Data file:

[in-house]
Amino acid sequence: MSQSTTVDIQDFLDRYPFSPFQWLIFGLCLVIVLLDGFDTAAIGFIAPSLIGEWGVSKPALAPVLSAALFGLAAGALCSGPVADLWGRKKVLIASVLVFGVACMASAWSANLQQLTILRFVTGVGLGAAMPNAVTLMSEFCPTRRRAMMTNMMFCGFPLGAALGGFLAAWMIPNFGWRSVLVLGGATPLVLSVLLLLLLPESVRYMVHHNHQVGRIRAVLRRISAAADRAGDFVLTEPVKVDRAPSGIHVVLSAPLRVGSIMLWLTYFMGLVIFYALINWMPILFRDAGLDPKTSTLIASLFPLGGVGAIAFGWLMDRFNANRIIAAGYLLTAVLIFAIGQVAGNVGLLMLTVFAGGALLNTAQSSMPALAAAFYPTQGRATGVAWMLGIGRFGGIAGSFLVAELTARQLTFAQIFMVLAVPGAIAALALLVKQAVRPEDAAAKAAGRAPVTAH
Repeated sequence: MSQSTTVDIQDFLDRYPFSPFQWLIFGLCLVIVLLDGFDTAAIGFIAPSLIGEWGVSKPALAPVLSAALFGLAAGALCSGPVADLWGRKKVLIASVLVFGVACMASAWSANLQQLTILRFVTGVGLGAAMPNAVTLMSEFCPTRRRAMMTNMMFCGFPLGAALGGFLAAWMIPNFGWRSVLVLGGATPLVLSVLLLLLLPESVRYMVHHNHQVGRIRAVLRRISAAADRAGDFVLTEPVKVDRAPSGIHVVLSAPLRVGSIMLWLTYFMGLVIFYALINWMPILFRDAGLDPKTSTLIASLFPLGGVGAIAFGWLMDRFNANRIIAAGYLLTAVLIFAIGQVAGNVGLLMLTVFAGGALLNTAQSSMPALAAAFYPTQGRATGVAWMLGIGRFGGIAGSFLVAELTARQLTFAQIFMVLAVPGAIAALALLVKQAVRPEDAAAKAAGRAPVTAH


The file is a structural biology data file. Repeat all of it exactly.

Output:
[in-house]
Amino acid sequence: MSQSTTVDIQDFLDRYPFSPFQWLIFGLCLVIVLLDGFDTAAIGFIAPSLIGEWGVSKPALAPVLSAALFGLAAGALCSGPVADLWGRKKVLIASVLVFGVACMASAWSANLQQLTILRFVTGVGLGAAMPNAVTLMSEFCPTRRRAMMTNMMFCGFPLGAALGGFLAAWMIPNFGWRSVLVLGGATPLVLSVLLLLLLPESVRYMVHHNHQVGRIRAVLRRISAAADRAGDFVLTEPVKVDRAPSGIHVVLSAPLRVGSIMLWLTYFMGLVIFYALINWMPILFRDAGLDPKTSTLIASLFPLGGVGAIAFGWLMDRFNANRIIAAGYLLTAVLIFAIGQVAGNVGLLMLTVFAGGALLNTAQSSMPALAAAFYPTQGRATGVAWMLGIGRFGGIAGSFLVAELTARQLTFAQIFMVLAVPGAIAALALLVKQAVRPEDAAAKAAGRAPVTAH
Repeated sequence: MSQSTTVDIQDFLDRYPFSPFQWLIFGLCLVIVLLDGFDTAAIGFIAPSLIGEWGVSKPALAPVLSAALFGLAAGALCSGPVADLWGRKKVLIASVLVFGVACMASAWSANLQQLTILRFVTGVGLGAAMPNAVTLMSEFCPTRRRAMMTNMMFCGFPLGAALGGFLAAWMIPNFGWRSVLVLGGATPLVLSVLLLLLLPESVRYMVHHNHQVGRIRAVLRRISAAADRAGDFVLTEPVKVDRAPSGIHVVLSAPLRVGSIMLWLTYFMGLVIFYALINWMPILFRDAGLDPKTSTLIASLFPLGGVGAIAFGWLMDRFNANRIIAAGYLLTAVLIFAIGQVAGNVGLLMLTVFAGGALLNTAQSSMPALAAAFYPTQGRATGVAWMLGIGRFGGIAGSFLVAELTARQLTFAQIFMVLAVPGAIAALALLVKQAVRPEDAAAKAAGRAPVTAH